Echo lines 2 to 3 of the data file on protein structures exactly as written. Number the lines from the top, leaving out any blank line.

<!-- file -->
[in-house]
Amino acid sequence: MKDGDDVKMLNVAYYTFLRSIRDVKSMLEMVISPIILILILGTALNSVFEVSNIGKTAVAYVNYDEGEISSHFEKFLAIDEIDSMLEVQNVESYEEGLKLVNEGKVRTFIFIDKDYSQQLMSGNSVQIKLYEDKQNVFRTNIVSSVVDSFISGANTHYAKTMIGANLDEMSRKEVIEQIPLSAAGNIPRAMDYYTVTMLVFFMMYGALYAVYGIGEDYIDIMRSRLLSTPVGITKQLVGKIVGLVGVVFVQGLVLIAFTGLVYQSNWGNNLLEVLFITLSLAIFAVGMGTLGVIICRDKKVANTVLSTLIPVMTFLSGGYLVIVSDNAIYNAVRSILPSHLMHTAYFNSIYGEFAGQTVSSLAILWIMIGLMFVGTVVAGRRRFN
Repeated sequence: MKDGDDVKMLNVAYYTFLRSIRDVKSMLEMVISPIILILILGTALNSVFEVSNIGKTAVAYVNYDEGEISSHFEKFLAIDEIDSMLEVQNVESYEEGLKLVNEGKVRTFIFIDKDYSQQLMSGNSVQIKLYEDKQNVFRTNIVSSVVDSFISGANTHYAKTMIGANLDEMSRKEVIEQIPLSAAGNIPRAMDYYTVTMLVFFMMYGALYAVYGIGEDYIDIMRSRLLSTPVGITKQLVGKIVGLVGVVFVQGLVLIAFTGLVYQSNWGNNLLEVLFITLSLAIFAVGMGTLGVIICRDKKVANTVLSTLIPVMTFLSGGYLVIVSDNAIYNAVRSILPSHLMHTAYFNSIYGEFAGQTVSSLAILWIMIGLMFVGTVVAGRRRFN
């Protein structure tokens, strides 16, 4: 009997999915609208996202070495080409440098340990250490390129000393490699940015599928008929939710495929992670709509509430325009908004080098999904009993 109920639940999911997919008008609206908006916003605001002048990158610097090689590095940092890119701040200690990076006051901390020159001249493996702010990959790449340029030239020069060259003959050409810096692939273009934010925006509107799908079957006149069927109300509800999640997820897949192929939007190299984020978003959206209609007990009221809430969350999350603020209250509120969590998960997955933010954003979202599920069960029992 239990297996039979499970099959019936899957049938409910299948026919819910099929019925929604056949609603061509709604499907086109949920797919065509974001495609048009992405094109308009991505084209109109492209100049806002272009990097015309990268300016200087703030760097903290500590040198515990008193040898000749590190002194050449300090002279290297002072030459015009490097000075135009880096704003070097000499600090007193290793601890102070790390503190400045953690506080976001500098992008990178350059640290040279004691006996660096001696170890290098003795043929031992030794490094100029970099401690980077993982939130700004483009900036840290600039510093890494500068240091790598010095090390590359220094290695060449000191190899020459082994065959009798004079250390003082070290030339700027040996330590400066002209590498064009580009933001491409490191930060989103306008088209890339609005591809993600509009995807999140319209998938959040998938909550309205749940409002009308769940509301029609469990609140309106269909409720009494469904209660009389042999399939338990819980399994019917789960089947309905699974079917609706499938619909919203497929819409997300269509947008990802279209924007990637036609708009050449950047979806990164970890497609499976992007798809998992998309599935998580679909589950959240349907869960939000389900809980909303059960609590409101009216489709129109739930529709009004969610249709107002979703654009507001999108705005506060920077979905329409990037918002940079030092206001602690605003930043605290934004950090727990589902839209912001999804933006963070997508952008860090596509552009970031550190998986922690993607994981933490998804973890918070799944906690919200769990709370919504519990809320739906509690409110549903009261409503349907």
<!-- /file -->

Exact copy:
Amino acid sequence: MKDGDDVKMLNVAYYTFLRSIRDVKSMLEMVISPIILILILGTALNSVFEVSNIGKTAVAYVNYDEGEISSHFEKFLAIDEIDSMLEVQNVESYEEGLKLVNEGKVRTFIFIDKDYSQQLMSGNSVQIKLYEDKQNVFRTNIVSSVVDSFISGANTHYAKTMIGANLDEMSRKEVIEQIPLSAAGNIPRAMDYYTVTMLVFFMMYGALYAVYGIGEDYIDIMRSRLLSTPVGITKQLVGKIVGLVGVVFVQGLVLIAFTGLVYQSNWGNNLLEVLFITLSLAIFAVGMGTLGVIICRDKKVANTVLSTLIPVMTFLSGGYLVIVSDNAIYNAVRSILPSHLMHTAYFNSIYGEFAGQTVSSLAILWIMIGLMFVGTVVAGRRRFN
Repeated sequence: MKDGDDVKMLNVAYYTFLRSIRDVKSMLEMVISPIILILILGTALNSVFEVSNIGKTAVAYVNYDEGEISSHFEKFLAIDEIDSMLEVQNVESYEEGLKLVNEGKVRTFIFIDKDYSQQLMSGNSVQIKLYEDKQNVFRTNIVSSVVDSFISGANTHYAKTMIGANLDEMSRKEVIEQIPLSAAGNIPRAMDYYTVTMLVFFMMYGALYAVYGIGEDYIDIMRSRLLSTPVGITKQLVGKIVGLVGVVFVQGLVLIAFTGLVYQSNWGNNLLEVLFITLSLAIFAVGMGTLGVIICRDKKVANTVLSTLIPVMTFLSGGYLVIVSDNAIYNAVRSILPSHLMHTAYFNSIYGEFAGQTVSSLAILWIMIGLMFVGTVVAGRRRFN